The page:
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On top of that demand, the region is also seeing more interest from people who flocked to the East Coast, when they could work from anywhere during the pandemic.

Read more:
Rising interest rates will be ‘No. 1 issue’ for Canada’s housing market, economists say

“It’s tight. Vacancy rates have been historically low in Halifax over the past few years, pre-COVID,” Young said.

“The city itself has probably been the best kept secret, but it’s no longer a best kept secret.”

Young doesn’t foresee inventory surging in the near future, so he advises prospective renters to plan ahead, do their research know that it could take time to find a place.

“Don’t think you’re going to come down then in two or three weeks, you’re going to be able to find something. I think you’re putting yourself in a tough position if you do that,” he said.

“You will likely find something, but give yourself enough time.”

© 2021 The Canadian Press


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Bond rally spreads to shorter-term treasurys


U.S. government bonds extended their recent rally Thursday, pushing the 10-year yield below 1.3% while further declines in shorter-term yields suggested traders were scaling back bets on Federal Reserve interest-rate increases.

The yield on the benchmark 10-year U.S. Treasury note settled at 1.287%, according to Tradeweb, compared with 1.321% Wednesday 1.479% one week ago.

Yields, which fall when bond prices rise, have trended lower for months but have accelerated their declines in recent days, creating their own momentum as more investors unwind bets on higher yields.

While many investors still expect strong economic growth inflation over the coming months, recent developments have caused some to question their most optimistic forecasts. The result has been a domino effect, according to investors analysts, with the rally steadily sweeping up more more holdouts who might still think yields should go higher but who have nonetheless bought Treasurys in recent weeks to avoid underperforming peers their benchmark indexes.

Investors have pointed to several factors that have tempered their enthusiasm. Those include reduced expectations for fiscal monetary stimulus, a run of economic data that has fallen below forecasts, the spread of the Delta variant of Covid-19 that one study suggested might cause more infections even among vaccinated populations.

Such has been the intensity of this week’s bond rally that even short-term Treasury yields have fallen sharply. While longer-term yields have been sliding for months, yields on shorter-term Treasurys have often moved in the opposite direction—a sign that investors thought the Fed might raise rates sooner the economy could handle it.

The yield on the benchmark two-year Treasury climbed from 0.165% on June 15 to 0.270% on June 25 after Fed officials signaled in their last policy meeting that they expected to lift their benchmark rate earlier than they had previously anticipated. However, the two-year yield closed Thursday at 0.192%, having dropped from 0.255% just a week ago.

In some ways, that decline represents a natural follow-through from the rally in longer-term bonds, some investors said.

If longer-term yields “are coming down, in theory that means a slower growth trajectory… which means front end rates shouldn’t be as high to reflect Fed hikes,” said Jim Caron, senior portfolio manager chief strategist of global fixed income at Morgan Stanley Investment Management.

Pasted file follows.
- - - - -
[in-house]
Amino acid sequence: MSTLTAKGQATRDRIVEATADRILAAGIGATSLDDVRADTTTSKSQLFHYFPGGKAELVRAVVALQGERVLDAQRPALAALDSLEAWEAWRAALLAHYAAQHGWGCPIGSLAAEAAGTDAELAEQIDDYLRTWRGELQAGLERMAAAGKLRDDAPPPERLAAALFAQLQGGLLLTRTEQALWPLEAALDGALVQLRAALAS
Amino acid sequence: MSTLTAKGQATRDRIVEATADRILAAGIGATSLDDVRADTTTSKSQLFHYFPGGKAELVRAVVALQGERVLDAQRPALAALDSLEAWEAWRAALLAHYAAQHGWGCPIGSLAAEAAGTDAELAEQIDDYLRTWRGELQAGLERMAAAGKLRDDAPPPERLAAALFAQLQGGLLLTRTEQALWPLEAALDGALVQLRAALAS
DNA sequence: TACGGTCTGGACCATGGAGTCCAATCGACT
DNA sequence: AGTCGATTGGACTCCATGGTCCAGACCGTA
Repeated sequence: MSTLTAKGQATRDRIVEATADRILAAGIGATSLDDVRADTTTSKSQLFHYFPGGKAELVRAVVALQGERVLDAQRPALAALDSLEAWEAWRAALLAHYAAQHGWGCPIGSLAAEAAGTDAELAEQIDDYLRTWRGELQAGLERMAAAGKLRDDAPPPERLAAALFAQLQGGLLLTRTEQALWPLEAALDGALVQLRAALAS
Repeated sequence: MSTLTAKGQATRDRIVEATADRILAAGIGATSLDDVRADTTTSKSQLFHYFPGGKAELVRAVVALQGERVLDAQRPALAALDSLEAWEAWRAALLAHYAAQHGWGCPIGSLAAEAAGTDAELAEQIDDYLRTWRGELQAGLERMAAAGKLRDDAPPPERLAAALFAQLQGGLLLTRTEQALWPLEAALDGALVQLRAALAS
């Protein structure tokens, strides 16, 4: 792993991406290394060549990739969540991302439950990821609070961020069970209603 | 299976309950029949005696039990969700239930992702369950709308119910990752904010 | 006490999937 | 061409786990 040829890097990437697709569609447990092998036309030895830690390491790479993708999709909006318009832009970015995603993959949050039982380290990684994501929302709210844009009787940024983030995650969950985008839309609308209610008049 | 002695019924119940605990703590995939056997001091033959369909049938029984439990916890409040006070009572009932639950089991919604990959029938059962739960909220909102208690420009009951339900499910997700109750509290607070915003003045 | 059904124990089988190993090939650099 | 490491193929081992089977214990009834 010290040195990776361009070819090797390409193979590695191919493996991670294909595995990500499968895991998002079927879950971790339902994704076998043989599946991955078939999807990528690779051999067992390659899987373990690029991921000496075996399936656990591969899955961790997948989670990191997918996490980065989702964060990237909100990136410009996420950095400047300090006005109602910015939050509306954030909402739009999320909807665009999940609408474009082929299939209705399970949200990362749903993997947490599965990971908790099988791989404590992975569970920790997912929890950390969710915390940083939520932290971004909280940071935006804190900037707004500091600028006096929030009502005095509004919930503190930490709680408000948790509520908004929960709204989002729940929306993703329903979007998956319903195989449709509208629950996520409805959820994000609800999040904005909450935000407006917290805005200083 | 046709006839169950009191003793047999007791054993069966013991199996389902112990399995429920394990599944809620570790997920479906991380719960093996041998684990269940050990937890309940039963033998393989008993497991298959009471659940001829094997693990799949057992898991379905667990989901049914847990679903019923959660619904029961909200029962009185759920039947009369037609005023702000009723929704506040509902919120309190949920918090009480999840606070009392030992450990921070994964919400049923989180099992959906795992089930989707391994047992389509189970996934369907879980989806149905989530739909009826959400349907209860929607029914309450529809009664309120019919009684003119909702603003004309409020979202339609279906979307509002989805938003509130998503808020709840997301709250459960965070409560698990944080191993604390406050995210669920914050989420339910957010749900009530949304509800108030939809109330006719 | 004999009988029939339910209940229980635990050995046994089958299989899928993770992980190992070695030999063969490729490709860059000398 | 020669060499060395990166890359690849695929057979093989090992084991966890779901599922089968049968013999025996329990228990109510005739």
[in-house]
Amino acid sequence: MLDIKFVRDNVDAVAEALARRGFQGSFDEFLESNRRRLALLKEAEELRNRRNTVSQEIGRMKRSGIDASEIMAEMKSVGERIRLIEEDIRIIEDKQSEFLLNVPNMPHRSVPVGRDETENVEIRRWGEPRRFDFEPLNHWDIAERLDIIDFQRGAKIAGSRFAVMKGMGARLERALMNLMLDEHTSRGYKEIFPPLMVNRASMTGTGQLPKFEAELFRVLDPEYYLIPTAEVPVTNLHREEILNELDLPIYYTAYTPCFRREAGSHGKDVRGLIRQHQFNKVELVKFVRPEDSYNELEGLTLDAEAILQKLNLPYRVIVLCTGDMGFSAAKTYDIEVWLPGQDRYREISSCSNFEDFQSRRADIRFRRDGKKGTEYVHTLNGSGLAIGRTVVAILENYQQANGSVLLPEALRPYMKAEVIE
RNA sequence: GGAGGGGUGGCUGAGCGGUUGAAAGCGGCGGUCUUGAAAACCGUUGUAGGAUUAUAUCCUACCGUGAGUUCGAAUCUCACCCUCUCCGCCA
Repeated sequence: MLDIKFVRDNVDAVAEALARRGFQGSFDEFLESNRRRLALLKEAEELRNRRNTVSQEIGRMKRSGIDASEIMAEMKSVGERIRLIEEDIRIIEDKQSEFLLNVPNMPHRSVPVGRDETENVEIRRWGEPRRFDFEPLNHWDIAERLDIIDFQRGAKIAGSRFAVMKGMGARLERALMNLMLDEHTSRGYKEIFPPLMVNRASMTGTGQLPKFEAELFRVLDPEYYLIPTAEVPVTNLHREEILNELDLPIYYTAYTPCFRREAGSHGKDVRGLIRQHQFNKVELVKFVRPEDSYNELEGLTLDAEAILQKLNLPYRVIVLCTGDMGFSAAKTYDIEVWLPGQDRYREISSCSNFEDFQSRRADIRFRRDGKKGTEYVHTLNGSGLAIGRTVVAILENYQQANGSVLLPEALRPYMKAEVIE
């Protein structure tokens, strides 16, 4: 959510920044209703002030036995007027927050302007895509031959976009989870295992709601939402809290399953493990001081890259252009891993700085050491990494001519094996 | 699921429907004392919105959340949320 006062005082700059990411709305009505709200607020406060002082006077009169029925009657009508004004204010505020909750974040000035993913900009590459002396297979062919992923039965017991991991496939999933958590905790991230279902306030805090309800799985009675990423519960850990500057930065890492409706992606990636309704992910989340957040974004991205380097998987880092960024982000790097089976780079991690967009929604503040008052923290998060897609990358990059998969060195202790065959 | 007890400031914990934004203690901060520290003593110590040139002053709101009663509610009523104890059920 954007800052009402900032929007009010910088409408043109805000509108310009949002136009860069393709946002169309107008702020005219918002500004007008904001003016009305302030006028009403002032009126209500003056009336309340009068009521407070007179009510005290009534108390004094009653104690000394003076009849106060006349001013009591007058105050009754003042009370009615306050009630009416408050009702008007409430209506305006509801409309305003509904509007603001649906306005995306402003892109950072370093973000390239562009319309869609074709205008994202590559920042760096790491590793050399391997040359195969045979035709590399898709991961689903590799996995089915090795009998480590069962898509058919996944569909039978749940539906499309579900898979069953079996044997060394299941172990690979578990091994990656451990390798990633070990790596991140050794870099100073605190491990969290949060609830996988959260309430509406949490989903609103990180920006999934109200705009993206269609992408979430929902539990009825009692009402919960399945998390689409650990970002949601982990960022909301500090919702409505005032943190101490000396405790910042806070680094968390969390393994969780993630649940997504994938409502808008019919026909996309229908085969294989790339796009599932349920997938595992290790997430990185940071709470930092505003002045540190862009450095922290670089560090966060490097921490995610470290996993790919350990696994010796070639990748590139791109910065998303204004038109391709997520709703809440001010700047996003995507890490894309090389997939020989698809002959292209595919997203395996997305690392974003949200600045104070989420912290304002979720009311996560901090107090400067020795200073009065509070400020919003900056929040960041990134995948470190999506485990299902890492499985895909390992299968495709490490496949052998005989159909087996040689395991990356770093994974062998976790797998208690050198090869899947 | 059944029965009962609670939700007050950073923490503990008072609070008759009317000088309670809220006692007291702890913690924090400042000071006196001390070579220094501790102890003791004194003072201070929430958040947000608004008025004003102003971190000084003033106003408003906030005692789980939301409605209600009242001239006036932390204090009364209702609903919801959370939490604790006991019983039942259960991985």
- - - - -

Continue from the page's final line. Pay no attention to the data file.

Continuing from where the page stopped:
Mr. Caron, though, is still among those who think yields are now lower than is justified by the economic outlook.

“If I just kind of put it together say: we’re still going to have inflation above 2% next year we’re going to have growth around 4%, should Treasury yields be at 1.2%? Probably not,” he said.

(This story has been published from a wire agency feed without modifications to the text)

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Ways to beat impulse buying during online shopping festivals


NEW DELHI:As states ease lockdown restrictions with a fall in covid cases of the second wave, some e-commerce platforms have begun planing shopping events., for example, will be holding its Prime Day on 26-27 July, where it will offer discounts across different product categories, including smartphones, electronics, appliances, fashion, daily essentials.

Online shopping festivals could help you save on products that you wanted to buy. However, they can also lead to impulsive spending due to attractive discounts offers. Here are a few ways you can avoid impulsive purchases stick to what is needed.


If you see something you want, wait 30 days before buying it. After 30 days, if you still wish to buy the item, move ahead with the purchase. If you forget about it or realise that you don’t need it, you will end up saving that expense. Money not spent is money saved.

If you buy things on impulse, the 30-Day Rule can help you learn delayed gratification help make savvy decisions with your expenses.


Make a list of items that you want to purchase stick to it. Don’t buy things that are not on the list. If you do this, you can eliminate a lot of impulsive buys. Going through this process ensures that your purchases are more deliberate.


If none of these works for you, try fixing a budget. You can have a monthly budget for unplanned purchases or have one for upcoming online shopping festivals like Amazon Prime Day.

In some parts of the world, it has been observed that individuals tend to spend more once the lockdown restrictions are eased. The lifting of restrictions makes people toss caution to the wind celebrate by splurging, also known as revenge buying. Deciding on a budget sticking to it will let you spend but within your means.

(Do you have personal finance queries? Send them to [email protected] get them answered by industry experts)